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SPUDS 101: Varieties, Planting & Care

SPUDS 101: Varieties, Planting & Care

Spuds 101: Varieties, Planting & Care

Multiple Varieties of Potatoes
Seed Potato Varieties 2019
Cal White (Organic)
Cherry Red (Organic)
Harvest Blend
Purple Majesty (Organic)
Red Norland
Rose Finn Apple (Organic)
Russet Goldrush
Russian Banana (Organic)
Sangre Red (Organic)
Yukon Gold (Organic)
Yukon Gold

Why use certified seed potatoes? The potatoes that you find at the
grocery store are often treated with growth inhibitors to keep them from
sprouting. Also, unlike certified seed potatoes, they are not guaranteed to be
disease free, and they usually produce spuds that are not uniform in shape.
Varieties available while supplies
last. Please check your favorite store for current inventory.
Cal White Potato
Cal White
(Organic)
Harvest: Early Summer
Light Requirements: Full Sun
Height: 8”-10”
Cherry Red Potato
Cherry Red
(Organic)
Harvest: 65 Days
Light Requirements: Full Sun
Height: 8”
Harvest Blend Potato
Harvest Blend
Harvest: Late Spring
Light Requirements: Full Sun
Height: 8”-10”
Purple Majesty Potato
Purple Majesty
(Organic)
Harvest: 80 Days
Light Requirements: Full Sun
Height: 8”
Red Norland Potato
Red Norland
Harvest: 3-4 Months
Light Requirements: Full Sun
Height: 20”
Rose Finn Apple Potato
Rose Finn Apple 
(Organic)
Harvest: 110 Days
Light Requirements: Full Sun
Height: 8”
Russet Goldrush Potato
Russet Goldrush
Harvest: Late Spring
Light Requirements: Full Sun
Height: 8”-10”
Russian Banana Potato
Russian Banana 
(Organic)
Harvest: 110 Days
Light Requirements: Full Sun
Height: 8”
Russian Banana Potato
Russian Banana
Harvest: Late Spring
Light Requirements: Full Sun
Height: 8”-10”
Sange Red Potato
Sangre Red
(Organic)
Harvest: 80 Days
Light Requirements: Full Sun
Height: 8”
Yukon Gold Potato
Yukon Gold
(Organic)
Harvest: 65 Days
Light Requirements: Full Sun
Height: 8”
Yukon Gold Potato
Yukon Gold
Harvest: Early to Mid-Season
Light Requirements: Full Sun
Height: 20”
 

Planting

Potatoes thrive in moderate temperatures—not too cold or too warm. Ideal temperatures range from above freezing to below 70ºF.

Because they are tubers, they require rich, light-textured soil with good drainage. If you have poor drainage or heavy clay soil, we recommend planting in raised beds or containers. Heavy clay soil can sometimes deform the shape of potatoes.

In the Sacramento region, potatoes are typically planted between December and March.
Diagram Showing How to Plant a Seed Potato

Planting in the Ground

  • Seed potatoes should be planted in rows 12” apart and the rows should be spaced at least 18–20” apart.
  • First, dig the furrows of your rows at least 4” deep.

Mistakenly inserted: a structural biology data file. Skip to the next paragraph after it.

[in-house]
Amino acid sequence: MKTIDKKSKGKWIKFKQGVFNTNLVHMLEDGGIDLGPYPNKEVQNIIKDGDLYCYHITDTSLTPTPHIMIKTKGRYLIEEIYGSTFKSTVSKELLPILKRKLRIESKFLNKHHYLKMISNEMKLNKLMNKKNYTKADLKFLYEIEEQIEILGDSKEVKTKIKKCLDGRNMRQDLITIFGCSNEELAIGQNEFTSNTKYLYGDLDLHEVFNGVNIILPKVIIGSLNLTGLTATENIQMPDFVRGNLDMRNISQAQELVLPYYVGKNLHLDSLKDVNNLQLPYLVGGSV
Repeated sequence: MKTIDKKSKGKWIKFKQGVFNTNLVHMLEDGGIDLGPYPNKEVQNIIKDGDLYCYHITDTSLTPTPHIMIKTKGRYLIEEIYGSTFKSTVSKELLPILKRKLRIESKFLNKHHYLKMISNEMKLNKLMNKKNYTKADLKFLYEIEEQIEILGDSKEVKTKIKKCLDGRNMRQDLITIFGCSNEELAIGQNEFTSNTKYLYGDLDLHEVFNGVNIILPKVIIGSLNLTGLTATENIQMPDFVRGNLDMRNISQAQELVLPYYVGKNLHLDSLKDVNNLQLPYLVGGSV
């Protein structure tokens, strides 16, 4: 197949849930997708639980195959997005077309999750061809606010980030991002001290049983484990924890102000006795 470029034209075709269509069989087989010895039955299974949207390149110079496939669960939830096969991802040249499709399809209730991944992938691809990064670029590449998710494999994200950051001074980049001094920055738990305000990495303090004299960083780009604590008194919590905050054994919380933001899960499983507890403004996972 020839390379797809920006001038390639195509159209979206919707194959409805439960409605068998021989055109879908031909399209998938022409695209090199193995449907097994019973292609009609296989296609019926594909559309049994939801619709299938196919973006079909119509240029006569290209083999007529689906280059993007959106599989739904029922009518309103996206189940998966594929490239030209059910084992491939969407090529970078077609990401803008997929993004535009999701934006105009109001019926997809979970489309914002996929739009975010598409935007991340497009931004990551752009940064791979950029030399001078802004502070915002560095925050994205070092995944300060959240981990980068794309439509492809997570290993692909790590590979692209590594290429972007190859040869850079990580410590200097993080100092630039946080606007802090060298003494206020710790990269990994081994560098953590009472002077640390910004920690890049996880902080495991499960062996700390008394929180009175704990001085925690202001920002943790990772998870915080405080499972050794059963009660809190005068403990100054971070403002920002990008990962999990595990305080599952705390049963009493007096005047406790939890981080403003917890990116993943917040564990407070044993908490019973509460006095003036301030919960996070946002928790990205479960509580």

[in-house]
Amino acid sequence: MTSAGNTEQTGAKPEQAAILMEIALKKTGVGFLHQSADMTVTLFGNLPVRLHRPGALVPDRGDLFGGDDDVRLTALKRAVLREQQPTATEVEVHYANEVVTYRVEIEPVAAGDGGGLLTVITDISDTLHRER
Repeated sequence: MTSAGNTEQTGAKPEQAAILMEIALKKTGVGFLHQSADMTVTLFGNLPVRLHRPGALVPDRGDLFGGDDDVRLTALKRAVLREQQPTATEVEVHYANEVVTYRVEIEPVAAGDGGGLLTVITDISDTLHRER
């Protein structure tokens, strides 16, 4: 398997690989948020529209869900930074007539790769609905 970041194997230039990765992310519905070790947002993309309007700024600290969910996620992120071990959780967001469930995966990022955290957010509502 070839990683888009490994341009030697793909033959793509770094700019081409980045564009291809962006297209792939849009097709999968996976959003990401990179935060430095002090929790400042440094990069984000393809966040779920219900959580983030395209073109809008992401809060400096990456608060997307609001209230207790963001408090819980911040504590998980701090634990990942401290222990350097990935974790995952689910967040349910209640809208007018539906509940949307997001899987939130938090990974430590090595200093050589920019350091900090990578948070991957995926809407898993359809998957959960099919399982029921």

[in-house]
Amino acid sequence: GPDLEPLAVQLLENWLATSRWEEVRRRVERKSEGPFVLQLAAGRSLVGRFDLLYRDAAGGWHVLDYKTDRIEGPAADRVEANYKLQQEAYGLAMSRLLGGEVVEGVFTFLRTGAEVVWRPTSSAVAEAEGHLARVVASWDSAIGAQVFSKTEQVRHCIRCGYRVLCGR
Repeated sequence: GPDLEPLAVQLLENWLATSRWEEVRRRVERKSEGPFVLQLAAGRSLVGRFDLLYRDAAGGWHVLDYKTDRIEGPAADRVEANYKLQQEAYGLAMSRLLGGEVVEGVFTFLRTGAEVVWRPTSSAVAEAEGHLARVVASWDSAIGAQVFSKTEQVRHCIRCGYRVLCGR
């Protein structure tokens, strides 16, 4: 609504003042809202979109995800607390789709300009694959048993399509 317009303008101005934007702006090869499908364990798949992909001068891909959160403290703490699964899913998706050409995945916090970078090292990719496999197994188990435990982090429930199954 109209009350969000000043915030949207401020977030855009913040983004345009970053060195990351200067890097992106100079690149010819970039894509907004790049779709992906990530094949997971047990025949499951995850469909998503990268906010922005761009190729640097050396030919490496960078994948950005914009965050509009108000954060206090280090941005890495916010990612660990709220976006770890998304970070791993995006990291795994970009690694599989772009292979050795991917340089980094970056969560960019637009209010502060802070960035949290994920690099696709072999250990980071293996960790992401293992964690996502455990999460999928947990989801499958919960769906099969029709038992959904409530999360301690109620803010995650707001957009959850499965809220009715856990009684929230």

• Cut your seed potatoes into 1-½” pieces with at least two eyes per piece, or leave them whole depending on how large they are. If you cut them into pieces, let the pieces dry for a day or two before planting, to prevent rot.
  • Lay the seed potatoes in the furrows, eye side up and cover with 2” of soil. Water thoroughly and then wait.
  • As the potatoes begin to sprout, gently pile more soil on top of them, until your furrow has turned into a mound 4” above soil level.
  • Cover rows with a 2”-4” thick layer of fine textured mulch to conserve moisture and insulate tubers should the temperatures drop below freezing being careful not to bury foliage.

Planting in Pots

  • Fill the bottom of a large container (at least a 15 gallon or larger) with 6” of a rich potting soil or compost.
  • Place seed potatoes, or seed potato pieces on top of the soil, about 12” apart. Top with 2” of soil, water, and wait for them to sprout.
  • After they have begun to shoot up past the soil, continue the process, gently mounding soil around them as the shoots grow, until you reach the top of your container.
  • Some people apply this method using tires or stackable crates, which allow you more vertical growing space.

Care: Fertilizing, Watering & Harvesting

  • Use a starter fertilizer upon planting. We recommend E.B. Stone™ Sure Start. Then fertilize with tomato and vegetable food according to the package directions.
  • Soil should be kept moist, but beware of overwatering if you choose to plant in the ground. Soggy soil will result in rotten potatoes.
  • Harvest “new potatoes”, or the smaller, less mature spuds, when the plants begin flowering. Reach under the first few inches of soil and pull them off the plant. Harvest the mature potatoes once the plants turn brown.
  • Harvest time is between 80 and 120 days after planting, depending on variety. When harvesting, dig carefully to avoid damaging the tubers.
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